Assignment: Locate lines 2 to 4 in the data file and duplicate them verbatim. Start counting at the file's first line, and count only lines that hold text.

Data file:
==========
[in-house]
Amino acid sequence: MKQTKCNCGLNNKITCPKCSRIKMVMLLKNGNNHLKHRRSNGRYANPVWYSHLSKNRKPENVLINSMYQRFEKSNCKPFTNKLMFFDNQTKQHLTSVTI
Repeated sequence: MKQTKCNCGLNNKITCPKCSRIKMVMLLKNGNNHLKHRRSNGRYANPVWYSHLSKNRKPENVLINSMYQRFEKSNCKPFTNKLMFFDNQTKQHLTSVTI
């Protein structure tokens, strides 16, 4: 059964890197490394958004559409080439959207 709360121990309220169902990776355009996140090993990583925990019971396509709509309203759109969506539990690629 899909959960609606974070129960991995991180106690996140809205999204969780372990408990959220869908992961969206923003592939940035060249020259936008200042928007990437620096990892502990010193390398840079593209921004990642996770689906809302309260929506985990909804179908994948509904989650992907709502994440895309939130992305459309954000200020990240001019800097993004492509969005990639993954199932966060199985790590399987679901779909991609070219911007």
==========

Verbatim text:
Amino acid sequence: MKQTKCNCGLNNKITCPKCSRIKMVMLLKNGNNHLKHRRSNGRYANPVWYSHLSKNRKPENVLINSMYQRFEKSNCKPFTNKLMFFDNQTKQHLTSVTI
Repeated sequence: MKQTKCNCGLNNKITCPKCSRIKMVMLLKNGNNHLKHRRSNGRYANPVWYSHLSKNRKPENVLINSMYQRFEKSNCKPFTNKLMFFDNQTKQHLTSVTI
């Protein structure tokens, strides 16, 4: 059964890197490394958004559409080439959207 709360121990309220169902990776355009996140090993990583925990019971396509709509309203759109969506539990690629 899909959960609606974070129960991995991180106690996140809205999204969780372990408990959220869908992961969206923003592939940035060249020259936008200042928007990437620096990892502990010193390398840079593209921004990642996770689906809302309260929506985990909804179908994948509904989650992907709502994440895309939130992305459309954000200020990240001019800097993004492509969005990639993954199932966060199985790590399987679901779909991609070219911007």